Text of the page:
Q&A with Aleksandra Czerniecka, piano
This past summer the Bowdoin International Music Festival welcomed 255 student participants from 27 countries and 30 states, including 17 remarkable Festival Fellows. Sixty-five percent of these participants received scholarship funds from the Festival. In celebration of an incredible 2016 season and in anticipation of an even better 2017 season, we’ve reached out to last year’s participants to reflect on their experience at the Festival and their lives as musicians.
BIMF: What are some of your earliest musical memories?
Aleksandra: I remember singing at home when I was a kid. I couldn’t sing well yet and nobody wanted to hear me singing out of tune. I knew nothing about music, but fortunately my parents took care of that problem.
BIMF: At what age did you start playing your instrument?
Aleksandra: I started studying music at six years old. My real adventure began in middle school when I went to a school specifically for music. It was at that time that I realized I wanted to become a musician.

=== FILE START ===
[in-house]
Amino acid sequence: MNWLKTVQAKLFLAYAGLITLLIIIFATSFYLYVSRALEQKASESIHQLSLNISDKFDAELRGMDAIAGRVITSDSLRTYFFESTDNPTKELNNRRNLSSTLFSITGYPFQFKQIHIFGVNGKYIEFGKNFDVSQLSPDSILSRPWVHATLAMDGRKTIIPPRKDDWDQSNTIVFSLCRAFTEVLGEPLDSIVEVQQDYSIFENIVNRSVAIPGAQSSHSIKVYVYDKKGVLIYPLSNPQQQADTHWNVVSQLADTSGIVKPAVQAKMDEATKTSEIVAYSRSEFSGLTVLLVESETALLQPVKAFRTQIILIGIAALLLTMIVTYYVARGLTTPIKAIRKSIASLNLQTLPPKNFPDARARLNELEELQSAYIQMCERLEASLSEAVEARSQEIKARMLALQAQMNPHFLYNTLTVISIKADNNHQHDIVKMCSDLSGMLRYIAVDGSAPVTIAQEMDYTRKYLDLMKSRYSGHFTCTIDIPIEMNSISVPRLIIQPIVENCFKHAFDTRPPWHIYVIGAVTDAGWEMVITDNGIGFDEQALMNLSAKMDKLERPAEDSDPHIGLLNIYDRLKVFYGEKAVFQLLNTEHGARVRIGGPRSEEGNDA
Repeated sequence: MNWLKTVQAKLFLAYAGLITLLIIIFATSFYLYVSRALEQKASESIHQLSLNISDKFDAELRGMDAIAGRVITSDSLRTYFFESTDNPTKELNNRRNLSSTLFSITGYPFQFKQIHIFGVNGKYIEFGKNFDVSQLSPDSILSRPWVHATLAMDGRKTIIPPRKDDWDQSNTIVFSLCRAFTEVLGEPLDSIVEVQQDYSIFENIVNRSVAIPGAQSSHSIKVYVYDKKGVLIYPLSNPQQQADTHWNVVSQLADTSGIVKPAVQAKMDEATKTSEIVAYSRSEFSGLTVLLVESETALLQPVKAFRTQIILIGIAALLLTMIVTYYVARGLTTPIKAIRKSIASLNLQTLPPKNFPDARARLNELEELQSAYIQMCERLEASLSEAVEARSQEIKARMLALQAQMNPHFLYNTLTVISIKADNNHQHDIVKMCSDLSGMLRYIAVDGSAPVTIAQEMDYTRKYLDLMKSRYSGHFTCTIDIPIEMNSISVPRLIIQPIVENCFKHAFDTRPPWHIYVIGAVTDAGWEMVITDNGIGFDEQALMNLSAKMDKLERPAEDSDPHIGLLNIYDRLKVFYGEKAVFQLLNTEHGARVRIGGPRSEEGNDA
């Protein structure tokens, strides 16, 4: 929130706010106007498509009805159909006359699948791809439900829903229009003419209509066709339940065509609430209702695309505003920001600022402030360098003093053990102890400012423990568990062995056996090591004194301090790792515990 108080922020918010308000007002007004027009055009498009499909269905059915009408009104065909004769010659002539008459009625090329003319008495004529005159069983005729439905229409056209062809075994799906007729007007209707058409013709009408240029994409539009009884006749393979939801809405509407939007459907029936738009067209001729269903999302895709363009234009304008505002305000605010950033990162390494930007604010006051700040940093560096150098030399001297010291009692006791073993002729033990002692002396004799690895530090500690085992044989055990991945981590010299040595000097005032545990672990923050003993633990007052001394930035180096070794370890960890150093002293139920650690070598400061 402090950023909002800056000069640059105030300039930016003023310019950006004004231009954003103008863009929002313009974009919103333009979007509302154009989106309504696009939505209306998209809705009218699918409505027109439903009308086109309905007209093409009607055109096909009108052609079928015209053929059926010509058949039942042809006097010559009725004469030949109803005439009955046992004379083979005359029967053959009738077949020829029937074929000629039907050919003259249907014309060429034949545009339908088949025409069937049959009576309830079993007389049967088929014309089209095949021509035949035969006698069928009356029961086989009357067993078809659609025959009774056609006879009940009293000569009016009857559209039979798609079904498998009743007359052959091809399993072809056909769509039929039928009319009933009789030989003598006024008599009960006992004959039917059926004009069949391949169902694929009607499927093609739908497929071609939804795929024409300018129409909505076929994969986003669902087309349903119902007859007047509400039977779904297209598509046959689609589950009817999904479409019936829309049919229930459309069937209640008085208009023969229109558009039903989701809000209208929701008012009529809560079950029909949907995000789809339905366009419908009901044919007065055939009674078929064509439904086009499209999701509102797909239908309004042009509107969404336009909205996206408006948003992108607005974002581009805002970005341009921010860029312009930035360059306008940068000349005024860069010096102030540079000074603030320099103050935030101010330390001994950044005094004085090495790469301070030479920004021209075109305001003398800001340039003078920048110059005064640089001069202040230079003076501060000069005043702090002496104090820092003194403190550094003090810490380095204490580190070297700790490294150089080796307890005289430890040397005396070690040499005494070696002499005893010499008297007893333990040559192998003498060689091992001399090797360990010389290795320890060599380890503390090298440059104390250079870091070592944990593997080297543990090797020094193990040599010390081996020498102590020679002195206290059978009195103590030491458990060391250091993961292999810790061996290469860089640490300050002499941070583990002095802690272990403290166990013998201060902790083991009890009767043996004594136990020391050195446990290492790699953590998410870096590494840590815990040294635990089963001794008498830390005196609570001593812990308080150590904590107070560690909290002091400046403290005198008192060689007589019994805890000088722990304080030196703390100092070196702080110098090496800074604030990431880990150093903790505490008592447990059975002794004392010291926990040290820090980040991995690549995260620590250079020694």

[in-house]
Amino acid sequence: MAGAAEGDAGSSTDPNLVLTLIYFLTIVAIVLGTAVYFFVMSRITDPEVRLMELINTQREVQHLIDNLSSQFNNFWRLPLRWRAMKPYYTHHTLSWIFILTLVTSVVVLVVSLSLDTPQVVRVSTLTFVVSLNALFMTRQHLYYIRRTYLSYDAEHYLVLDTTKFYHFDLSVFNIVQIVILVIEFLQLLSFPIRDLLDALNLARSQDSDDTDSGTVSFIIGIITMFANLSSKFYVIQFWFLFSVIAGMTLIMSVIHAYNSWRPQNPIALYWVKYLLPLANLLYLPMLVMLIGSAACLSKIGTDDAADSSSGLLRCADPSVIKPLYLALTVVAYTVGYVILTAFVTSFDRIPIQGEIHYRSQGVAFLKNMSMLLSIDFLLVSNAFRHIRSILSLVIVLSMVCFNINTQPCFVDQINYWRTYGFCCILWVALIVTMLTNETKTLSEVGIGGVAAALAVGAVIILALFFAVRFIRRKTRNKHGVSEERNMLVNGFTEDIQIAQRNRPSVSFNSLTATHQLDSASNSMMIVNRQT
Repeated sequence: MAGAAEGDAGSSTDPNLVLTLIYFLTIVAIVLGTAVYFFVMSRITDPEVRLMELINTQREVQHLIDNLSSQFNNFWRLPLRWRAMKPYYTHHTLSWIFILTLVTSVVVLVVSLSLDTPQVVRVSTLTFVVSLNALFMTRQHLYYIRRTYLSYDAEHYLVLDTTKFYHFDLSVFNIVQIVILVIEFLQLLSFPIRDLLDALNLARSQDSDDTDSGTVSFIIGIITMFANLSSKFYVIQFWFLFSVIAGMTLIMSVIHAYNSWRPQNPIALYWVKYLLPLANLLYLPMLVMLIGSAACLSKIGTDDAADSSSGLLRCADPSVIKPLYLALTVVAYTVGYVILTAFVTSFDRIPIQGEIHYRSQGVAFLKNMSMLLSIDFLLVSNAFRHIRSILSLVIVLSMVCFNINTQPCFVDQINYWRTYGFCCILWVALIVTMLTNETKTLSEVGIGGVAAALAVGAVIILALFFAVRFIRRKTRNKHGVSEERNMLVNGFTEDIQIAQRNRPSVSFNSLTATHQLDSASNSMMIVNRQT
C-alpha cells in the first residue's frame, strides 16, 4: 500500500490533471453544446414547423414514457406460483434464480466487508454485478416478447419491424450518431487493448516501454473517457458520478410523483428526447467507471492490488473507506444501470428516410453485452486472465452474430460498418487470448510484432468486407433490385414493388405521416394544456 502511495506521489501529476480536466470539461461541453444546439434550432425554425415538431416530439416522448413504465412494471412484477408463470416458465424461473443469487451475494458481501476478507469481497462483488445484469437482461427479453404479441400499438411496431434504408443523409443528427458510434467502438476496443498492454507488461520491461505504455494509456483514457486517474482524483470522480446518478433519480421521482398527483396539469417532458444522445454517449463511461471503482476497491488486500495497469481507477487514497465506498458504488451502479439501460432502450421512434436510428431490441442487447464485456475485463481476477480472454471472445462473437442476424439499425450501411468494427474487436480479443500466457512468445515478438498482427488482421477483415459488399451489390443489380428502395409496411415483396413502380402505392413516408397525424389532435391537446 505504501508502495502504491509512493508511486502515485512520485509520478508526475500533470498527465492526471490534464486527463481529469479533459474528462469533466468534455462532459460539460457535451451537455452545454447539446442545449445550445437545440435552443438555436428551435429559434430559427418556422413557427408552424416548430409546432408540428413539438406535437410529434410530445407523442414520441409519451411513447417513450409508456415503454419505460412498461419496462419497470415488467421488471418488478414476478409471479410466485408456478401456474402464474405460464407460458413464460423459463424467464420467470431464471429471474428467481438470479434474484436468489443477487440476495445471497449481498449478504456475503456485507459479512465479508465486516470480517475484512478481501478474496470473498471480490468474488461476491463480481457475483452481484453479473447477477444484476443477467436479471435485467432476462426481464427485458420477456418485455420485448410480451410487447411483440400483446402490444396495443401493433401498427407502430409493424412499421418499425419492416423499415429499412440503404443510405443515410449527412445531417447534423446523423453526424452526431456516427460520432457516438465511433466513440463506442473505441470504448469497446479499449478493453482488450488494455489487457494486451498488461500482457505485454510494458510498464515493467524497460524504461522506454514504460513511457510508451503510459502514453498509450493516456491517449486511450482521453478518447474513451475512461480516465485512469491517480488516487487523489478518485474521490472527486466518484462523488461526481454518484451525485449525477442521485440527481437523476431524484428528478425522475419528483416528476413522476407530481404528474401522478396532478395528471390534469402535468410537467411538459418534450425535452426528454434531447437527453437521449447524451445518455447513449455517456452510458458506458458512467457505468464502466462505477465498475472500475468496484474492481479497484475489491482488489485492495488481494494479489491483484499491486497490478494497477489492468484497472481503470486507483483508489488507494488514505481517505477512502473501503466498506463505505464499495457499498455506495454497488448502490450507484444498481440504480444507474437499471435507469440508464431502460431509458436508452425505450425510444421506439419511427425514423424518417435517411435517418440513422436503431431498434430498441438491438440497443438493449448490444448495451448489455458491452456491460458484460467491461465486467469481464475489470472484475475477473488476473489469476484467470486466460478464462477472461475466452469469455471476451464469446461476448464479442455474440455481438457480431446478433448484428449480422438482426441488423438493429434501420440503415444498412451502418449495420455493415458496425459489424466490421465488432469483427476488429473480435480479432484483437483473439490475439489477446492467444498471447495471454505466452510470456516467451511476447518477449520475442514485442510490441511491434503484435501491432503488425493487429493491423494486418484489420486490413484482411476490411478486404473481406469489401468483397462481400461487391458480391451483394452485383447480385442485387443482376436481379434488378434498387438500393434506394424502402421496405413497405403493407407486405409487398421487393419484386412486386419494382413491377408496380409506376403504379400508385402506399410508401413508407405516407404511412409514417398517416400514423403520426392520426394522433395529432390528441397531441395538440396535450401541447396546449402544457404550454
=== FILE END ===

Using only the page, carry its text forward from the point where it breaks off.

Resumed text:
BIMF: What is the longest you’ve ever spent preparing a piece of music?
Aleksandra: The longest I’ve ever practiced one piece without a break was about four hours. In total it was a year and a half.
BIMF: If you could play with any musician who would it be?
Aleksandra: Martha Argerich. She is a sort of mentor for me. Her control and virtuosity are astonishing. I would love to play a duet with her.
BIMF: How do you make a well-known piece of music your own?
Aleksandra: I read as much as I can about the piece of music. It helps to understand the emotional and historical background of the piece. It’s important to know what happened in history at the time the piece was written and what the composer was doing at that time.
Every musician plays the same piece of music differently because everyone has a unique perspective. I think that the way to make a piece of music your own is just to play it from your heart.
BIMF: What’s next for you after the Festival?
Aleksandra: The Conservatory of Music in Warsaw.
BIMF: What advice would you offer to an aspiring musician?
Aleksandra: Keep practicing and never forget why you make music. Never give up, even if something looks unbearable. As my professor says, “there are no difficult pieces; there are only new skills to learn.”